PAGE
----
Tag Archives: the beach boys

Music on Mondays (10-5-15)—Decades of music

The Music Chronicles of Russel Ray

My musical life seems to run by decades, give or take a year or two:

Decade 1—1955-1965: My mom played the piano and organ, and her parents played the flute and violin. My musical life began with me playing the piano and violin.

Here is a video of a young lady playing a Fritz Kreisler (1876-1962) variation of “Tambourin” by Jean-Philippe Rameau (1683-1764). I include this piece because I won a solo medal for my performance of it in sixth grade Texas violin competition.

Decade 2—1965-1973: I discovered The Beatles, The Who, Black Sabbath, Led Zeppelin, The Beach Boys. These were my junior high and high school years, so I had only my allowance with which to buy music. Since there was so much music I wanted, I had to resort to stealing music. Remember that I have freely admitted that I was a juvenile delinquent!

This probably is my most important music decade because of the formative years. I cannot pick a favorite song from this decade although The Beatles definitely are my favorite group. So here’s one of my favorite Beatles songs which I sang to my girlfriend, Lynda, at school on Valentine’s Day in 1973:

Decade 3—1973-1983: My first decade after high school graduation, and I was flush with money, almost all of it being spent on music and music equipment. My college years were spent at Texas A&M University in College Station, and the years after that were spent in Houston. By the time I left Houston in 1983, I had over 5,000 vinyl albums and the best stereo system money could buy.

Following is “Photograph” by Ringo Starr, another song that I sang to the Lynda, this time at Thanksgiving 1973. The Beatles as solo artists were important to me during this decade.

Decade 4—1983-1993: This decade was spent back in College Station and the music collection continued to grow. By this time, though, CDs were in the marketplace, and CD players were in the home and in the car. I did a lot of driving during this decade, so I forsook the home music system in order to have a booming car music system. The vinyl album collection stagnated at about 5,500 but the CD collection grew by leaps and bounds.

The Police probably take top honors for favorite song from this decade with “Every Breath You Take.”

Decade 5—1993-2003: This is my lost music decade. My life pretty much was in limbo and without any direction or will to live, I didn’t see a need for acquiring more music. When I left College Station in 1993 with the intent on suicide in Canada, I left behind a vast vinyl and CD collection, taking only 100 CDs with me to listen to in the car as I drove to Canada. Only about 50 CDs were added to the 100 CDs during this time.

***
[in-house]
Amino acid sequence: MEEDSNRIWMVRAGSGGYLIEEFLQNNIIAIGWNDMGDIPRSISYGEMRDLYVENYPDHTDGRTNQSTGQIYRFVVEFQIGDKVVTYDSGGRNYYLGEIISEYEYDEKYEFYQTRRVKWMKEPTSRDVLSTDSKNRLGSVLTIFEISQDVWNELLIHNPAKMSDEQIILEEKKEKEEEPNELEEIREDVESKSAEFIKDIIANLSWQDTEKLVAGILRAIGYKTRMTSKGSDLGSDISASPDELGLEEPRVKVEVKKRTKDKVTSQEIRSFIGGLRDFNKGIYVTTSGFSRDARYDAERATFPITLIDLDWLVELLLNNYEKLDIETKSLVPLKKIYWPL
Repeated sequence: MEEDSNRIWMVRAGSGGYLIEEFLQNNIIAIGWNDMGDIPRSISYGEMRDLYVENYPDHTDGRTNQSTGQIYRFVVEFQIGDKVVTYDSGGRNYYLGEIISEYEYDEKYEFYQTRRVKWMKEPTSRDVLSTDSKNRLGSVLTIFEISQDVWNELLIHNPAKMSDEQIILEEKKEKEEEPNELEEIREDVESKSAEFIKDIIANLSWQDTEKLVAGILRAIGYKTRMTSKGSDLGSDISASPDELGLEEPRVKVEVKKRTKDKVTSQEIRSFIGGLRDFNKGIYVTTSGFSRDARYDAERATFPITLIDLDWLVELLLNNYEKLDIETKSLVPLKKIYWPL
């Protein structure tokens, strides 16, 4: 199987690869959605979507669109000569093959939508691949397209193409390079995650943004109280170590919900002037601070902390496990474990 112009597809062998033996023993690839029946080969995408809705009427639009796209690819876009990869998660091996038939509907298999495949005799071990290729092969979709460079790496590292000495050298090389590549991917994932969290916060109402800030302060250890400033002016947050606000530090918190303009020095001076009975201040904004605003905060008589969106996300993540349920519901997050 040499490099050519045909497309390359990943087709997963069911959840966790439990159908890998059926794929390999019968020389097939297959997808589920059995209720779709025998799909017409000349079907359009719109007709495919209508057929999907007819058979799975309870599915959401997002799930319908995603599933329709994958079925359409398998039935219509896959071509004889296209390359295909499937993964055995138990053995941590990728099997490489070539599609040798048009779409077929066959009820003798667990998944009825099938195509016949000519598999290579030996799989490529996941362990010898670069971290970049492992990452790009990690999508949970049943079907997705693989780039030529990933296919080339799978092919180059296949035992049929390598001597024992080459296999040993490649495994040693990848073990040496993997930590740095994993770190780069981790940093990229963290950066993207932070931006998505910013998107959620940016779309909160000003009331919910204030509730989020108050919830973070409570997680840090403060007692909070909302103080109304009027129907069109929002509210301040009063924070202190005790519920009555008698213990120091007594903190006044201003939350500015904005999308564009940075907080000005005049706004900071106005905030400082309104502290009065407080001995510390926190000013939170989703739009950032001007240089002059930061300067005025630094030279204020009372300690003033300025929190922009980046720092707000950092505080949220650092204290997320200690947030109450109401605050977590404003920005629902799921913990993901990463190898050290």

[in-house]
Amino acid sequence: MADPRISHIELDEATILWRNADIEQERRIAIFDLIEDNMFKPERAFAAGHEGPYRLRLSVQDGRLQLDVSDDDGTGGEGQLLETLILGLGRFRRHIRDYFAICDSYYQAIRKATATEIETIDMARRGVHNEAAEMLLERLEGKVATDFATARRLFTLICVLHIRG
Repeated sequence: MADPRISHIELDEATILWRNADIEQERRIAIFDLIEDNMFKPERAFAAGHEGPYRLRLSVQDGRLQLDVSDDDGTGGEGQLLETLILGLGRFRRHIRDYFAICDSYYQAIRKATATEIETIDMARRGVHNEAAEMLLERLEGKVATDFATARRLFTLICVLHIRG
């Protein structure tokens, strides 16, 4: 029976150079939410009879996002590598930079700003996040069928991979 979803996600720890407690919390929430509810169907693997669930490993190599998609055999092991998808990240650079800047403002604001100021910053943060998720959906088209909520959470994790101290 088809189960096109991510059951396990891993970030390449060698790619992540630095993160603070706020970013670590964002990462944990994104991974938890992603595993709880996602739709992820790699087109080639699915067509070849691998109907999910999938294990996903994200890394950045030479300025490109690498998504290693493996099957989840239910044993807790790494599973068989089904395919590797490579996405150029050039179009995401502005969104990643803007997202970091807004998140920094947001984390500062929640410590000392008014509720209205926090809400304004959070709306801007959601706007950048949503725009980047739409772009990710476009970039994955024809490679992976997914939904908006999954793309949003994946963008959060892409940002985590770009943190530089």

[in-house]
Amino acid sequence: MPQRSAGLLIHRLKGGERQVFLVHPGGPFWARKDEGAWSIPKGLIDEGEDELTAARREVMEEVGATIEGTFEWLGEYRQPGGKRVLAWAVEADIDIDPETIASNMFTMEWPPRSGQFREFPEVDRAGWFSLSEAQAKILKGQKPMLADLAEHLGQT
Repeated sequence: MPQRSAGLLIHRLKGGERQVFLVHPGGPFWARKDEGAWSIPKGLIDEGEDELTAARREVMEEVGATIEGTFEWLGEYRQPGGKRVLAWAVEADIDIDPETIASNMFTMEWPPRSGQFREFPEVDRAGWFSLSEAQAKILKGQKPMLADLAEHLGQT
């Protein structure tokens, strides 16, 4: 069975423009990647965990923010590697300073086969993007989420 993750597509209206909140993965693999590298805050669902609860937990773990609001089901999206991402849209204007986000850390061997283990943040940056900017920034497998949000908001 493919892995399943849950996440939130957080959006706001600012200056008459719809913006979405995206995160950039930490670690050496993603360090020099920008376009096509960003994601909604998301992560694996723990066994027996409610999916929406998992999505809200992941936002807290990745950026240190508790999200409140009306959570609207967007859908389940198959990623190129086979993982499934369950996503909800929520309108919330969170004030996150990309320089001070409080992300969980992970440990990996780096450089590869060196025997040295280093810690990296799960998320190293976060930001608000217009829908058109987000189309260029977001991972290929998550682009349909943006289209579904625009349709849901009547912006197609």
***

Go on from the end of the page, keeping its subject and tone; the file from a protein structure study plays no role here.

I have been adding music to this decade for the past couple of years so I’m not completely familiar with all it has to offer. Smash Mouth is one of the groups from this decade that I recently discovered. Here is their song, “Walking On The Sun.”

Decade 6—2003-2013: My life took on a new direction and, with that new direction, a new interest in music. Vinyl and CDs were losing favor with the public in preference for digital downloads, which made it very easy to sit at home and buy music. During this time I ripped all the CDs and sold them, so my music now is all digital.

I discovered that Sir Paul McCartney’s son, James, had grown up and was doing a little music here and there. Here is his song, “Angel”:

Decade 7—2013-present: My music collection is divided into classical and non-classical. I bought over 20 hours of non-classical music this weekend so that collection currently stands at 1,707 hours and 48 minutes of music and takes me about 170 days (almost 6 months at 10 hours a day) to listen to it all. I do listen to it all, in chronological order.

I have been following Black Sabbath ever since the beginning back in 1970. They released “13,” their nineteenth studio album, in 2013, their first ever to hit #1 on the Billboard 200 album chart. Considering that back in the ’70s they were considered anti-religious, anti-Christ, anti-everything, I thought it interesting that one of their singles from “13” is titled “God Is Dead?”. Note the question mark at the end of the title. Here it is:

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Music on Mondays (9-14-15)—Lost in stereo in a nowhere town stuck in suburbia

The Music Chronicles of Russel Ray